Cleaning Cloth Diapers
Don't be nervous about cleaning cloth diapers. It's pretty simple to keep your diapers looking and smelling their best! I'll walk you through the steps of how to wash cloth diapers, tell you what products to avoid, and fill you in on some great tips to help your diapers look better and last longer. I'll tell you how you can know that your diapers are really clean, and how to get tough on cloth diaper stains without using harsh chemicals.
Check out my Cloth Diaper Journal for more great tips, like how to unstuff pocket diapers with minimal poo handling. Looking for the right cloth diapers for your family? My Cloth Diaper Primer helps you find the best cloth diaper option for your family. I'll give you a guided tour through the complicated world of cloth diapering and put all the lingo into simple terms.
I use BumGenius 3.0 One Size Fits All Pocket Diapers, so most of the information you find here is from my experience with these great pocket diapers. Full disclosure: I am not an affiliate nor do I recieve any discounts, perks or payments of any kind for my review of these diapers or the cleaning products that I mention.
Most of the information will work with other types of diapers as well, but be sure to follow your diaper's washing instructions. Use your best judgement in selecting a laundering process that suits your washer, water quality, and type of diaper.
For Top loading machines and any cloth diapers* (except wool)
For High Efficiency Front Loading Machines
How do you know if your diapers are really clean? Hold a clean and dry cloth diaper right against your nose and breathe in deeply. If you smell nothing, then your diapers are clean. If you smell even a faint scent of detergent, then you need to add in another rinse cycle until you can't smell anything. Detergent scent indicated residue, which will cause bacteria growth when the diaper is soiled (making it smell even worse). The detergent residue can also coat the fibers of the diaper preventing absorption and causing leakage.
A note about staining: At first, I was really creeped out by the thought of a stain on my diapers. But then I realized that a stain does not indicate germiness. I know that my diapers are clean by doing the sniff test. A stain is essentially just dye or the colorant that is left behind, and organic stains are the worst offenders. I'm constantly fighting stains from fruit dribbles on my older kids t-shirts. Poo (even breast milk poo) stains cloth diapers and inserts. My BumGenius diaper covers almost always come completely clean, but the inserts will stain without fail. Just lay any stained diapers or inserts out in the sun to dry. Sun bleaching is effective (see below), and won't harm your diapers. I will probably hit the inserts with a Biz soak at some point when they are all looking dingy. But for now, I know that they're clean and the stained inserts never touch her fanny anyway.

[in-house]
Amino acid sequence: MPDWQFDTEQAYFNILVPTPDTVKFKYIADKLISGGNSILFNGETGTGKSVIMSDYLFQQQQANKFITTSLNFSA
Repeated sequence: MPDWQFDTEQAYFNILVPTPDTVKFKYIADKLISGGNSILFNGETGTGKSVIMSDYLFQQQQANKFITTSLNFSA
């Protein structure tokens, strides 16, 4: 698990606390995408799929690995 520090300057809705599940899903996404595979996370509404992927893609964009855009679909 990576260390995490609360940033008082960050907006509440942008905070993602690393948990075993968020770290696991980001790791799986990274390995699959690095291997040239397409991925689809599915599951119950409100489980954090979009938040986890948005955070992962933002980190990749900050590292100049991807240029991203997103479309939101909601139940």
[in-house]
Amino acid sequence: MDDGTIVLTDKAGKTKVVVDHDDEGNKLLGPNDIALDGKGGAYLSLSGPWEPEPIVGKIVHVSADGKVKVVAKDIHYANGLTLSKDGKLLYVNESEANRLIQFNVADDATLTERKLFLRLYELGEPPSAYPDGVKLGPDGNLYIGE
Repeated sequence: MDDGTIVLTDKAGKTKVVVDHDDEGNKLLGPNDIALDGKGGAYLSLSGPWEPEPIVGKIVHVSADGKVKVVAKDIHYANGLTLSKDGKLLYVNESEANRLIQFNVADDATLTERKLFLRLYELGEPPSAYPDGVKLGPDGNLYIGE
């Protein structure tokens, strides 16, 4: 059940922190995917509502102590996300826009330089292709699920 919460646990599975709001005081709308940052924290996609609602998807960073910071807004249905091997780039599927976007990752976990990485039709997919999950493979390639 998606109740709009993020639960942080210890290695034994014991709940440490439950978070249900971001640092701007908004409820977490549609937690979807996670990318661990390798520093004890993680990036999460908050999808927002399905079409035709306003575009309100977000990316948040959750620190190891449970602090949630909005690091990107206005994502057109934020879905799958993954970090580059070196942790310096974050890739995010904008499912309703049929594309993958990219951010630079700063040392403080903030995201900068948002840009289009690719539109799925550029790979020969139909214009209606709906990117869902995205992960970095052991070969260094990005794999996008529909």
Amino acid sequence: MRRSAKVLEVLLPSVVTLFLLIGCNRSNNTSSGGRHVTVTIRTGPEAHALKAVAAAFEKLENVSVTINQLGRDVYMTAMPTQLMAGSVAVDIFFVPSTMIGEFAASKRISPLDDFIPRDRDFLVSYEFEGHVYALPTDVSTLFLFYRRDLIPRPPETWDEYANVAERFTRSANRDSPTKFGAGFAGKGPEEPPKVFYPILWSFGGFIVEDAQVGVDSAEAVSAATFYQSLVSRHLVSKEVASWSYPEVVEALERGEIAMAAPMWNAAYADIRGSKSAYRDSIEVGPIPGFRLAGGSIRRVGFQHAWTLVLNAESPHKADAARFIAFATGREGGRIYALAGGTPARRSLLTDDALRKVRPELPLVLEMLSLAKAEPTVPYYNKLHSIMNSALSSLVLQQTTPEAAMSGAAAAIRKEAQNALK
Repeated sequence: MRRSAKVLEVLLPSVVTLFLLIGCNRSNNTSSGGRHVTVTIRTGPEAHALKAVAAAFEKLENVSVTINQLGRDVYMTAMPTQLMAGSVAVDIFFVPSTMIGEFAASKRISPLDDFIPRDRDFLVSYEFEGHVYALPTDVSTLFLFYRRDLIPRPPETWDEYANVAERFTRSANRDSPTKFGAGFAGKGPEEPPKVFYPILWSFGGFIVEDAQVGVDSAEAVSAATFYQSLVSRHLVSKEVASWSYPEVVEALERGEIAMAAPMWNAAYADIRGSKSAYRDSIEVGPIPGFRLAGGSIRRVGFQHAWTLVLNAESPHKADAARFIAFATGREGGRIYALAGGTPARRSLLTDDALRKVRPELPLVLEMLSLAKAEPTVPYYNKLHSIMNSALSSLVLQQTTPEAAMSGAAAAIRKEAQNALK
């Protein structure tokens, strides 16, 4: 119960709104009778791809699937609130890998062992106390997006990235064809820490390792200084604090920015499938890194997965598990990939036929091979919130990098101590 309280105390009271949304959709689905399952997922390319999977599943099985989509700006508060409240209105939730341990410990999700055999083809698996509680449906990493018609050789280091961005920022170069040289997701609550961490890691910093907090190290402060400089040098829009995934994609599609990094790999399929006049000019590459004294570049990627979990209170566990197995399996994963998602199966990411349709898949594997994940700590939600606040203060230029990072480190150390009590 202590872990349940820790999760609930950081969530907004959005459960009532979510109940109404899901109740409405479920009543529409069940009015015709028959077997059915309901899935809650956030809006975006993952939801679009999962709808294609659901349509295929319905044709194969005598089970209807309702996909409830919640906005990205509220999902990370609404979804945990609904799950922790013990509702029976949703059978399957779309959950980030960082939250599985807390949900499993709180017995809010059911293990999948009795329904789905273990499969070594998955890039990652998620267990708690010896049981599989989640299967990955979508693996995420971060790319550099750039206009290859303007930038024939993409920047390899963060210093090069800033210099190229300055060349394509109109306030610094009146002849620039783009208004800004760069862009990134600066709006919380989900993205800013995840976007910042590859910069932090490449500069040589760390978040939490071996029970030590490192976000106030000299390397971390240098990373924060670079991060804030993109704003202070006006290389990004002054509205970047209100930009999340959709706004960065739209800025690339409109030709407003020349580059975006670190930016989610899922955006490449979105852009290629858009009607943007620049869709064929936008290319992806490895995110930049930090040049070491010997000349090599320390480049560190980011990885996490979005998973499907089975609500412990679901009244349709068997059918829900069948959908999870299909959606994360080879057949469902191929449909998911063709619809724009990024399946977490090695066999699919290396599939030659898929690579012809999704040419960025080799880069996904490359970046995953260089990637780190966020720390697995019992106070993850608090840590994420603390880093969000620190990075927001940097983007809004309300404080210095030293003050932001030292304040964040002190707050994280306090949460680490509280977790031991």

Hang or lay out to dry in the sun.
Spot treat oil marks from Diaper Rash Creams with Ivory or Dawn and rinse out thoroughly. Occasional Oxygen bleach (like Oxy-Clean) added into the hot wash cycle works well.
Biz* is my all time favorite for getting stains out in a pre-soak, or adding to a wash.
*Note: Detergents and cleaners with enzymes do amazing things on organic stains, but they should be avoided for newborns and/or babies with very sensitive skin.
Don't use detergents that have scents or softeners when cleaning cloth diapers. The more basic the detergent, the better. You just want the ionic and non-ionic surfactants (basic detergent) and nothing fancier than that. The perfumes/scents and softeners can coat the fibers of the diaper over time and prevent it from being as absorbent, resulting in leaks. Oils also break down the elastic and PUL (the waterproof fabric).
Check your detergent label...here are some repeat offenders to avoid when cleaning cloth diapers:
Since most cloth diapers are so costly, it pays to do your best to make them last. The elastic and PUL (waterproof fabric) can wear out from exposure to too much detergent and/or oils, as well as from the heat and aggitation of the dryer. So proper laundering in a basic detergent is one of the best choices you can make when cleaning cloth diapers.
I have opted to dry my inserts in the dryer, but hang-dry the covers. I like to wash at night, and hang the covers up to dry. This way the covers have a chance to dry by the next morning. I put out any stained inserts and covers the next morning to bleach out in the sun.
The velcro or snaps are also prone to suffer major wear and tear over time. The snaps can pop off from rough handling or excessive use. The velcro loses it's sticking power when fuzz builds up in the 'teeth' side, or just from too much use. Keep this in mind when using and cleaning cloth diapers. This is what I do to get extra long wear from my velcro and snaps:
Don't fasten diapers closed after stuffing them. Just leave the laundry tabs closed, as they are when they come out of the wash. This way, the only time the velcro is used is when you're putting the diaper on or taking it off. This cuts the velcro use in half, which should prolong the life of the diapers. If your sticky teeth are clean, but stop sticking well, you may run them through a regular dryer cycle (as warm as the manufacturer recommends for the diaper you use). The heat of the dryer can help the teeth pull back into shape so it sticks again.
Don't unsnap adjustable diaper covers and inserts during laundering. There should be no noticable difference in the wash results except for the occasional lint or fuzz ball. This also saves a lot of time, and will prolong the life of the diapers and snaps a lot!